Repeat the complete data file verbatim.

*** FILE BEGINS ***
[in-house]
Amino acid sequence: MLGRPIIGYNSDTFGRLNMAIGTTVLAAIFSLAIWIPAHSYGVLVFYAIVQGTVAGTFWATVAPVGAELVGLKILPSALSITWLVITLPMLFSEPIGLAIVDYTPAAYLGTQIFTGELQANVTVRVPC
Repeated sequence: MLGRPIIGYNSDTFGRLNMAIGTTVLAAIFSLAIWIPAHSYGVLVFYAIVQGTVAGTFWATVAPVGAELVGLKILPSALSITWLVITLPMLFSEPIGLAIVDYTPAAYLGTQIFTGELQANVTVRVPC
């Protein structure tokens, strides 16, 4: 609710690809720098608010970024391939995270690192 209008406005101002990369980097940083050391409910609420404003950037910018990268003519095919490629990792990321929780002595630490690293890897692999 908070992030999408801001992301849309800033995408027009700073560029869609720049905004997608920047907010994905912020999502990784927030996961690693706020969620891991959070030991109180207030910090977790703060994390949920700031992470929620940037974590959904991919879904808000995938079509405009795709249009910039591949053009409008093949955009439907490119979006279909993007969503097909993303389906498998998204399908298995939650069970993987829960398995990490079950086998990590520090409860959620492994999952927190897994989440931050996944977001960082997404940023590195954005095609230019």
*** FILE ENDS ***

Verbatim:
[in-house]
Amino acid sequence: MLGRPIIGYNSDTFGRLNMAIGTTVLAAIFSLAIWIPAHSYGVLVFYAIVQGTVAGTFWATVAPVGAELVGLKILPSALSITWLVITLPMLFSEPIGLAIVDYTPAAYLGTQIFTGELQANVTVRVPC
Repeated sequence: MLGRPIIGYNSDTFGRLNMAIGTTVLAAIFSLAIWIPAHSYGVLVFYAIVQGTVAGTFWATVAPVGAELVGLKILPSALSITWLVITLPMLFSEPIGLAIVDYTPAAYLGTQIFTGELQANVTVRVPC
């Protein structure tokens, strides 16, 4: 609710690809720098608010970024391939995270690192 209008406005101002990369980097940083050391409910609420404003950037910018990268003519095919490629990792990321929780002595630490690293890897692999 908070992030999408801001992301849309800033995408027009700073560029869609720049905004997608920047907010994905912020999502990784927030996961690693706020969620891991959070030991109180207030910090977790703060994390949920700031992470929620940037974590959904991919879904808000995938079509405009795709249009910039591949053009409008093949955009439907490119979006279909993007969503097909993303389906498998998204399908298995939650069970993987829960398995990490079950086998990590520090409860959620492994999952927190897994989440931050996944977001960082997404940023590195954005095609230019």